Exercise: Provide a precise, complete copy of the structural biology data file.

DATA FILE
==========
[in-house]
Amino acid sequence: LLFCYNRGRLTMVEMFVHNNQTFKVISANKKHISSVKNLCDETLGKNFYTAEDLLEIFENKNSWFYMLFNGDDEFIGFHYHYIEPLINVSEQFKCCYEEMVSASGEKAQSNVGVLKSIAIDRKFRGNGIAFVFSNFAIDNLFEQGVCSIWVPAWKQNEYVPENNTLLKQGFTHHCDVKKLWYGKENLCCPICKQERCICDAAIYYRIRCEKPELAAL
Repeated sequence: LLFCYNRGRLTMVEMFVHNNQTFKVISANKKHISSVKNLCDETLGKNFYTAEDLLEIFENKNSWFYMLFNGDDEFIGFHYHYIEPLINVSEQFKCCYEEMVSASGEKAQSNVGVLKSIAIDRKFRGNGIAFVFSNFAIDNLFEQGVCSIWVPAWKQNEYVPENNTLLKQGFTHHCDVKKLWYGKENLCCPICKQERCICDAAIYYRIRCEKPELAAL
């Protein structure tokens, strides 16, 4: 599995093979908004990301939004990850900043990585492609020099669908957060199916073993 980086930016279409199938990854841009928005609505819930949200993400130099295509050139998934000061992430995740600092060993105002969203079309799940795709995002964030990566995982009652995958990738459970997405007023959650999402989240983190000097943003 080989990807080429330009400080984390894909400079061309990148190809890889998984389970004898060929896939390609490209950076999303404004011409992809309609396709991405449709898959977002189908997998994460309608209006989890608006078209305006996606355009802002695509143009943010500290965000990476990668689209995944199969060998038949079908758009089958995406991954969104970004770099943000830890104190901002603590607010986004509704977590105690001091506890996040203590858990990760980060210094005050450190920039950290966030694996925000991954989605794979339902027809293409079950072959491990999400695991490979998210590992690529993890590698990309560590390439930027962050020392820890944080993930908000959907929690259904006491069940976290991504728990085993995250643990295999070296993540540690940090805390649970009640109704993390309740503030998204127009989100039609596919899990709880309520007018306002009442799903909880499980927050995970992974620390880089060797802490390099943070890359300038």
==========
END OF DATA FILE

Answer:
[in-house]
Amino acid sequence: LLFCYNRGRLTMVEMFVHNNQTFKVISANKKHISSVKNLCDETLGKNFYTAEDLLEIFENKNSWFYMLFNGDDEFIGFHYHYIEPLINVSEQFKCCYEEMVSASGEKAQSNVGVLKSIAIDRKFRGNGIAFVFSNFAIDNLFEQGVCSIWVPAWKQNEYVPENNTLLKQGFTHHCDVKKLWYGKENLCCPICKQERCICDAAIYYRIRCEKPELAAL
Repeated sequence: LLFCYNRGRLTMVEMFVHNNQTFKVISANKKHISSVKNLCDETLGKNFYTAEDLLEIFENKNSWFYMLFNGDDEFIGFHYHYIEPLINVSEQFKCCYEEMVSASGEKAQSNVGVLKSIAIDRKFRGNGIAFVFSNFAIDNLFEQGVCSIWVPAWKQNEYVPENNTLLKQGFTHHCDVKKLWYGKENLCCPICKQERCICDAAIYYRIRCEKPELAAL
């Protein structure tokens, strides 16, 4: 599995093979908004990301939004990850900043990585492609020099669908957060199916073993 980086930016279409199938990854841009928005609505819930949200993400130099295509050139998934000061992430995740600092060993105002969203079309799940795709995002964030990566995982009652995958990738459970997405007023959650999402989240983190000097943003 080989990807080429330009400080984390894909400079061309990148190809890889998984389970004898060929896939390609490209950076999303404004011409992809309609396709991405449709898959977002189908997998994460309608209006989890608006078209305006996606355009802002695509143009943010500290965000990476990668689209995944199969060998038949079908758009089958995406991954969104970004770099943000830890104190901002603590607010986004509704977590105690001091506890996040203590858990990760980060210094005050450190920039950290966030694996925000991954989605794979339902027809293409079950072959491990999400695991490979998210590992690529993890590698990309560590390439930027962050020392820890944080993930908000959907929690259904006491069940976290991504728990085993995250643990295999070296993540540690940090805390649970009640109704993390309740503030998204127009989100039609596919899990709880309520007018306002009442799903909880499980927050995970992974620390880089060797802490390099943070890359300038």